I am Deputy Director (Academic) of the International Development Office at the OU, with oversight across all our programmes which deal with teacher training, child rights, higher education capacity building and more. Issues like trafficking are part of a broader theory of change around education – for example teacher training is an essential element in supporting children to be aware of their own rights. I have been on the board of a school in Kathmandu for about 15 years, and visit Nepal about twice a year on average.
I have edited 3 books, written 12 chapters and delivered a large number of papers, conference presentations etc. My early research area (most of which is published under Anna Peachey) was in online presence and student community, which transitioned into innovation in education for development. My last keynote was at a conference on Higher Education for Development in Ethiopia last summer, and I will soon deliver a keynote at Nepal's National Conference on Science and Technology, an event that takes place every 4 years and is inaugurated by the Prime Minister of Nepal. The theme for 2016 is Science, Technology and Innovation for Nepal’s Graduation to Developing Country Status.
I support the Director of International Development at The Open University in the strategic direction of project activity. Drawing on over fifteen years of experience in project design, management and evaluation, I also provide support for Project Academic Directors.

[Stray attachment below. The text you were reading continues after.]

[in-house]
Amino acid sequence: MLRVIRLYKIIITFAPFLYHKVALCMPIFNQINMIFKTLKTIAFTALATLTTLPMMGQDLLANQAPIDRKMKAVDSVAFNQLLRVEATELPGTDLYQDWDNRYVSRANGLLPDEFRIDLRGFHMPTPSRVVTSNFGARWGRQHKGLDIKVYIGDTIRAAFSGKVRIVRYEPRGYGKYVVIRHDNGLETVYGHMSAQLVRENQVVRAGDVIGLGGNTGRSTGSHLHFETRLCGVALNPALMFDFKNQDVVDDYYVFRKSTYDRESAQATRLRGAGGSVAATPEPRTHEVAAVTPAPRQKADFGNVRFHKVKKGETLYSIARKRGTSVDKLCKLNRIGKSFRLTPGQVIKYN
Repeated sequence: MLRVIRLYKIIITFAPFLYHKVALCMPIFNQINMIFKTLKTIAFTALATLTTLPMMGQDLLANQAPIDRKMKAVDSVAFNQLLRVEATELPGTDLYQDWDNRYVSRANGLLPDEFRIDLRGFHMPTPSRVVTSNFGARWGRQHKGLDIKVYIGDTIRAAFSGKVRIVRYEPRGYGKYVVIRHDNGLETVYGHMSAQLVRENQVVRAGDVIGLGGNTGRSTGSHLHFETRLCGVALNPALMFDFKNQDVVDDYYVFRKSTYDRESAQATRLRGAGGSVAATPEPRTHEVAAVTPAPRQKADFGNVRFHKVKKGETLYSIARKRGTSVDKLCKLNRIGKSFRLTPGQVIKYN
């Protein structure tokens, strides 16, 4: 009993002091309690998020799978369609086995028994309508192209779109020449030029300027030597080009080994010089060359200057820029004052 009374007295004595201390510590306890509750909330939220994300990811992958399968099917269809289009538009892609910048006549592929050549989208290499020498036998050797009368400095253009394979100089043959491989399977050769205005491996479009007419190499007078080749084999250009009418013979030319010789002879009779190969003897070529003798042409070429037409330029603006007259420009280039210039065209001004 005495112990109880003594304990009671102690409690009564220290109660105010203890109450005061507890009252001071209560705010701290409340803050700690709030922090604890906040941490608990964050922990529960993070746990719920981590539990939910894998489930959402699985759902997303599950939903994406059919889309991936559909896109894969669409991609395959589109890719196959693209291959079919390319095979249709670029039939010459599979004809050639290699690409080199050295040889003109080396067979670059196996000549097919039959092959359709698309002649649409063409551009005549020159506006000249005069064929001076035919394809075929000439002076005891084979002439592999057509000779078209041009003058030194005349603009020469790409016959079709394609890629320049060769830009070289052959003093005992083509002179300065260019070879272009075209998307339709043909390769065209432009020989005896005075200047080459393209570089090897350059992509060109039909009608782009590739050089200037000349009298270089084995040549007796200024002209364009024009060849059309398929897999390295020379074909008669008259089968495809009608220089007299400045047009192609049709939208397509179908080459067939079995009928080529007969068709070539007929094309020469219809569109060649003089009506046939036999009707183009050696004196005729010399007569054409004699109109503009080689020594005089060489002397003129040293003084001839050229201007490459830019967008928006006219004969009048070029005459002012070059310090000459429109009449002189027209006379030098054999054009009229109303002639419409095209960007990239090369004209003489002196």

Along with delivering academic support for the International Development Office’s (IDO) current projects and for the development of new IDO projects, I guide and advise academics in the Faculties when developing bids and proposals for international development projects and research activity.
Having won The Open University Teaching Award for my work with distance learning in 2005, one of my projects was also shortlisted for The Times Education Award for Outstanding Innovation in ICT in 2008. I have been an expert speaker at over 25 global and UK conferences.
May 23, 2016 08:16 am UTC| Insights & Views
In 2016, nearly one in five of the 7.4 billion people on our planet live in fragile situations. This represents the highest level of suffering since World War II and numbers are set to increase as conflict, violent...
When a 7.8 magnitude earthquake struck Nepal in April 2015, it killed well over 8,000 people and turned much of the country into a disaster zone. 17 days later, as recovery operations were getting established, a 7.3...